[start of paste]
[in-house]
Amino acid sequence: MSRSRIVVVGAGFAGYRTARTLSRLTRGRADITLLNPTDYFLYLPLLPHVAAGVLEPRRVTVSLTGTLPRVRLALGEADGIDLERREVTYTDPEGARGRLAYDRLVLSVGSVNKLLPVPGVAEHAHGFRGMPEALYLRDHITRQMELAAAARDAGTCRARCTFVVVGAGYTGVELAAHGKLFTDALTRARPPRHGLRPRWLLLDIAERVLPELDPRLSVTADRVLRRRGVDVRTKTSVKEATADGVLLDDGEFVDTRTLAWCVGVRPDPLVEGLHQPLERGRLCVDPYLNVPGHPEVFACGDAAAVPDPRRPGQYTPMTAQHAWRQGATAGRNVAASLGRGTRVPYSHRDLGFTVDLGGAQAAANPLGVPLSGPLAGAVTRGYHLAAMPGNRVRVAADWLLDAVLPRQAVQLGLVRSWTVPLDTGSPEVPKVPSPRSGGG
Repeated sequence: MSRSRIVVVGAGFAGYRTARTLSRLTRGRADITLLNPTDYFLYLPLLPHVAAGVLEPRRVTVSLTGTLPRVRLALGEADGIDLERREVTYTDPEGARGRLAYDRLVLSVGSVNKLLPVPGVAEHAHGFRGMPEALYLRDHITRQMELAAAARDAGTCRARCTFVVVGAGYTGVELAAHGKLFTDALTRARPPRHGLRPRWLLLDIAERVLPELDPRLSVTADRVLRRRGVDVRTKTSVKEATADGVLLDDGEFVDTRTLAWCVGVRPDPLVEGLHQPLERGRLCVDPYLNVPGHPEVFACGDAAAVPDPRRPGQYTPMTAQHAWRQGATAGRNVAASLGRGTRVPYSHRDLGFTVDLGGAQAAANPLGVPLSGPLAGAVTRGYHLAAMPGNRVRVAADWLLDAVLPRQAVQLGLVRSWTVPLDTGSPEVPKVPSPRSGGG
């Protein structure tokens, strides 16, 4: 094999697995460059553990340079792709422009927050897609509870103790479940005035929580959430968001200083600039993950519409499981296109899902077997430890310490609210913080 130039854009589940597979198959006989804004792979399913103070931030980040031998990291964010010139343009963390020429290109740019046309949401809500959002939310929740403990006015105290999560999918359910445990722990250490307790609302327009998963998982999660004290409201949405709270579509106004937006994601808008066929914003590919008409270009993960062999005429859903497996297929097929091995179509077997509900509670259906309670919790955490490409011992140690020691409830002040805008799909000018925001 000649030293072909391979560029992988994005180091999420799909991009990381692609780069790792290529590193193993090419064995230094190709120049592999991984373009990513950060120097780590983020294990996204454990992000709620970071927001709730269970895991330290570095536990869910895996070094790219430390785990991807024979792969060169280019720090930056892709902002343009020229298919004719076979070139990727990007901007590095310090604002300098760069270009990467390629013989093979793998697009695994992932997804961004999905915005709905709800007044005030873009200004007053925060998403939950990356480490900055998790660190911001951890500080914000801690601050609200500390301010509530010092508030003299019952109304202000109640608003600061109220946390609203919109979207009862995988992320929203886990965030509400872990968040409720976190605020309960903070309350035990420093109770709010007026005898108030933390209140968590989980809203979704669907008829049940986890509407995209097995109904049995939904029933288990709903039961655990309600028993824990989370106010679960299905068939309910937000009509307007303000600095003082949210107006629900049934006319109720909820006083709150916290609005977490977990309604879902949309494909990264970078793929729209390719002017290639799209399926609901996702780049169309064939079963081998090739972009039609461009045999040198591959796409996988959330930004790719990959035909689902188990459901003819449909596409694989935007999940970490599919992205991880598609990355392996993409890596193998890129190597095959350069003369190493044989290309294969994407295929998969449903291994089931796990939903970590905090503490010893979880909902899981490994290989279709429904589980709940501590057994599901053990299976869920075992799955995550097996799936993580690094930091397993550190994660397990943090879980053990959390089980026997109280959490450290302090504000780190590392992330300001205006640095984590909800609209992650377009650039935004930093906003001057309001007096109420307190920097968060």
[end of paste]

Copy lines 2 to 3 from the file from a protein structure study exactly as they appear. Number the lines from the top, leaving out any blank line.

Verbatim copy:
Amino acid sequence: MSRSRIVVVGAGFAGYRTARTLSRLTRGRADITLLNPTDYFLYLPLLPHVAAGVLEPRRVTVSLTGTLPRVRLALGEADGIDLERREVTYTDPEGARGRLAYDRLVLSVGSVNKLLPVPGVAEHAHGFRGMPEALYLRDHITRQMELAAAARDAGTCRARCTFVVVGAGYTGVELAAHGKLFTDALTRARPPRHGLRPRWLLLDIAERVLPELDPRLSVTADRVLRRRGVDVRTKTSVKEATADGVLLDDGEFVDTRTLAWCVGVRPDPLVEGLHQPLERGRLCVDPYLNVPGHPEVFACGDAAAVPDPRRPGQYTPMTAQHAWRQGATAGRNVAASLGRGTRVPYSHRDLGFTVDLGGAQAAANPLGVPLSGPLAGAVTRGYHLAAMPGNRVRVAADWLLDAVLPRQAVQLGLVRSWTVPLDTGSPEVPKVPSPRSGGG
Repeated sequence: MSRSRIVVVGAGFAGYRTARTLSRLTRGRADITLLNPTDYFLYLPLLPHVAAGVLEPRRVTVSLTGTLPRVRLALGEADGIDLERREVTYTDPEGARGRLAYDRLVLSVGSVNKLLPVPGVAEHAHGFRGMPEALYLRDHITRQMELAAAARDAGTCRARCTFVVVGAGYTGVELAAHGKLFTDALTRARPPRHGLRPRWLLLDIAERVLPELDPRLSVTADRVLRRRGVDVRTKTSVKEATADGVLLDDGEFVDTRTLAWCVGVRPDPLVEGLHQPLERGRLCVDPYLNVPGHPEVFACGDAAAVPDPRRPGQYTPMTAQHAWRQGATAGRNVAASLGRGTRVPYSHRDLGFTVDLGGAQAAANPLGVPLSGPLAGAVTRGYHLAAMPGNRVRVAADWLLDAVLPRQAVQLGLVRSWTVPLDTGSPEVPKVPSPRSGGG